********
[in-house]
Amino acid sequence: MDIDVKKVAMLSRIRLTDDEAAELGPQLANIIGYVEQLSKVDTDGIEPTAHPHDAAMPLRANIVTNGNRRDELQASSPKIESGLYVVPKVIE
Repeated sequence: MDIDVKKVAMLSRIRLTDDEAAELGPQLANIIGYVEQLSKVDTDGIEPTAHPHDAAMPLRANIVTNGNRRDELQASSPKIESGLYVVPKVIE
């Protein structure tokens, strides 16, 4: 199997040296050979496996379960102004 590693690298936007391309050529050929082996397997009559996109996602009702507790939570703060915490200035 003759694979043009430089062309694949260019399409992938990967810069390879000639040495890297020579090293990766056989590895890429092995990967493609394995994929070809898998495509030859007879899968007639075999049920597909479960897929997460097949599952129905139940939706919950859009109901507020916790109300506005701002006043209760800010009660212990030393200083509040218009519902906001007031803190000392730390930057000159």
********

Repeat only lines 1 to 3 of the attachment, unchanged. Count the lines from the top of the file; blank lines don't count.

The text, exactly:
[in-house]
Amino acid sequence: MDIDVKKVAMLSRIRLTDDEAAELGPQLANIIGYVEQLSKVDTDGIEPTAHPHDAAMPLRANIVTNGNRRDELQASSPKIESGLYVVPKVIE
Repeated sequence: MDIDVKKVAMLSRIRLTDDEAAELGPQLANIIGYVEQLSKVDTDGIEPTAHPHDAAMPLRANIVTNGNRRDELQASSPKIESGLYVVPKVIE